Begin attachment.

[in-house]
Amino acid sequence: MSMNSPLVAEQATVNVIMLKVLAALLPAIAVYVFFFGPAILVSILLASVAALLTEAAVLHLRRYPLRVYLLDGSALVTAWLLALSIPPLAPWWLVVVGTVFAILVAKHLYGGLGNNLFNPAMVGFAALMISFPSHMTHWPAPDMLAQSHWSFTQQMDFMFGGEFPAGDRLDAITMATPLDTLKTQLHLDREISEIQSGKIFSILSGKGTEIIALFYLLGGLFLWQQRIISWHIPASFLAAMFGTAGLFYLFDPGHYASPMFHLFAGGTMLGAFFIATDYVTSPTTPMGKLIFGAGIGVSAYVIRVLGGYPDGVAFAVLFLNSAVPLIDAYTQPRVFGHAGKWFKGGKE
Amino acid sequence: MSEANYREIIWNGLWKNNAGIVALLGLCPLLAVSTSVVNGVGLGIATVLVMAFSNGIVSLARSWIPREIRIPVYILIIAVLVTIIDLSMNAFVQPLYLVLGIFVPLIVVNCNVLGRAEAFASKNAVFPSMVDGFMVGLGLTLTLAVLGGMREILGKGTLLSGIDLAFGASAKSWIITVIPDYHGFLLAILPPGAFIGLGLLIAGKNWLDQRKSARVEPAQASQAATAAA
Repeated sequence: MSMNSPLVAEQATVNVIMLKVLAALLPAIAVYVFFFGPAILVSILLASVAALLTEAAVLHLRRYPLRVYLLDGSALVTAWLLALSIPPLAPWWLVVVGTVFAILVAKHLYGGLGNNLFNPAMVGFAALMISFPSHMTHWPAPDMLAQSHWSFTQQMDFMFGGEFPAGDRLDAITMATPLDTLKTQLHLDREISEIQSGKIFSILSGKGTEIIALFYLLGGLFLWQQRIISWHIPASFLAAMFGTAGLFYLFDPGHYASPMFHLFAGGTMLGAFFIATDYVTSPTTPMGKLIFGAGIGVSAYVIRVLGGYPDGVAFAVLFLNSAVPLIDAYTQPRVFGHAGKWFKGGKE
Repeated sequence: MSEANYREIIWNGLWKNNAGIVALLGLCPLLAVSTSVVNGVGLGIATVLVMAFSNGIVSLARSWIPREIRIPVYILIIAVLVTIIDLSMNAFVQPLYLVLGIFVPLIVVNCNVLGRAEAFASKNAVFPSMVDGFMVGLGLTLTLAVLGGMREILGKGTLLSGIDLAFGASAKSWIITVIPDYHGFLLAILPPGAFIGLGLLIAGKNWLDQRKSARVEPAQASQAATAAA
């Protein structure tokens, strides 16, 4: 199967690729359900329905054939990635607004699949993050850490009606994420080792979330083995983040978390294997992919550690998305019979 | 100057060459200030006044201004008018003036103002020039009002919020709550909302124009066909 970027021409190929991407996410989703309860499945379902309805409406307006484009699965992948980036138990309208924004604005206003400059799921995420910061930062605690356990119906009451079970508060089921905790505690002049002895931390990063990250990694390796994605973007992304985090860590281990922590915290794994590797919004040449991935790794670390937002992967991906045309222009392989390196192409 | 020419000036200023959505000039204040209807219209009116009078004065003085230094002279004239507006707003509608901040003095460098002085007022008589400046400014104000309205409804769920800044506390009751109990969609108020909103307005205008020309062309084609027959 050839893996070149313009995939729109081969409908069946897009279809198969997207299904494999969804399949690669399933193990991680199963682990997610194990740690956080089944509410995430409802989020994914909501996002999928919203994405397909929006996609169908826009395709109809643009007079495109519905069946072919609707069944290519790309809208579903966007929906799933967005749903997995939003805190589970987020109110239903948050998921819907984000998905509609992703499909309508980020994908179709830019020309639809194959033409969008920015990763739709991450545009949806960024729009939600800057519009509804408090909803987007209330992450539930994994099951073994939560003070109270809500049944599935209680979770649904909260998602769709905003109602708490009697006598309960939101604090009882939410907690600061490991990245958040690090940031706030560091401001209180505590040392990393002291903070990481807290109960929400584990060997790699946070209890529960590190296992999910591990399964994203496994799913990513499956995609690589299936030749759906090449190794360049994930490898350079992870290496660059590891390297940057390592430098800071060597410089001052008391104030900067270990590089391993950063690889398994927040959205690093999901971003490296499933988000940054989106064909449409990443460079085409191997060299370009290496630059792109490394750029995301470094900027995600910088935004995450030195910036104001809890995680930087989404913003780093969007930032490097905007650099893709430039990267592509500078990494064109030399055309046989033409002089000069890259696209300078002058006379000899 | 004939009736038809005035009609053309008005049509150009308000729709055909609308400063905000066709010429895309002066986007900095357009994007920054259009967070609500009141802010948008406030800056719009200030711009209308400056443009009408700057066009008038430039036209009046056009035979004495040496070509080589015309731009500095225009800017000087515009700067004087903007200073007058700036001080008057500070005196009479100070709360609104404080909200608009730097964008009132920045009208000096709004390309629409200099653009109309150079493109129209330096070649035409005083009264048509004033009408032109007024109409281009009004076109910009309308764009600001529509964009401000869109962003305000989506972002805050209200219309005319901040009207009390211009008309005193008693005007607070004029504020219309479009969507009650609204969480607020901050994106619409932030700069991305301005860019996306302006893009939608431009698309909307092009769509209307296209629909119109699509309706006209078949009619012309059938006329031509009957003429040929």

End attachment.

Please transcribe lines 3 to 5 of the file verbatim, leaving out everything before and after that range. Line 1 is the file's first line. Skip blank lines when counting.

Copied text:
Amino acid sequence: MSEANYREIIWNGLWKNNAGIVALLGLCPLLAVSTSVVNGVGLGIATVLVMAFSNGIVSLARSWIPREIRIPVYILIIAVLVTIIDLSMNAFVQPLYLVLGIFVPLIVVNCNVLGRAEAFASKNAVFPSMVDGFMVGLGLTLTLAVLGGMREILGKGTLLSGIDLAFGASAKSWIITVIPDYHGFLLAILPPGAFIGLGLLIAGKNWLDQRKSARVEPAQASQAATAAA
Repeated sequence: MSMNSPLVAEQATVNVIMLKVLAALLPAIAVYVFFFGPAILVSILLASVAALLTEAAVLHLRRYPLRVYLLDGSALVTAWLLALSIPPLAPWWLVVVGTVFAILVAKHLYGGLGNNLFNPAMVGFAALMISFPSHMTHWPAPDMLAQSHWSFTQQMDFMFGGEFPAGDRLDAITMATPLDTLKTQLHLDREISEIQSGKIFSILSGKGTEIIALFYLLGGLFLWQQRIISWHIPASFLAAMFGTAGLFYLFDPGHYASPMFHLFAGGTMLGAFFIATDYVTSPTTPMGKLIFGAGIGVSAYVIRVLGGYPDGVAFAVLFLNSAVPLIDAYTQPRVFGHAGKWFKGGKE
Repeated sequence: MSEANYREIIWNGLWKNNAGIVALLGLCPLLAVSTSVVNGVGLGIATVLVMAFSNGIVSLARSWIPREIRIPVYILIIAVLVTIIDLSMNAFVQPLYLVLGIFVPLIVVNCNVLGRAEAFASKNAVFPSMVDGFMVGLGLTLTLAVLGGMREILGKGTLLSGIDLAFGASAKSWIITVIPDYHGFLLAILPPGAFIGLGLLIAGKNWLDQRKSARVEPAQASQAATAAA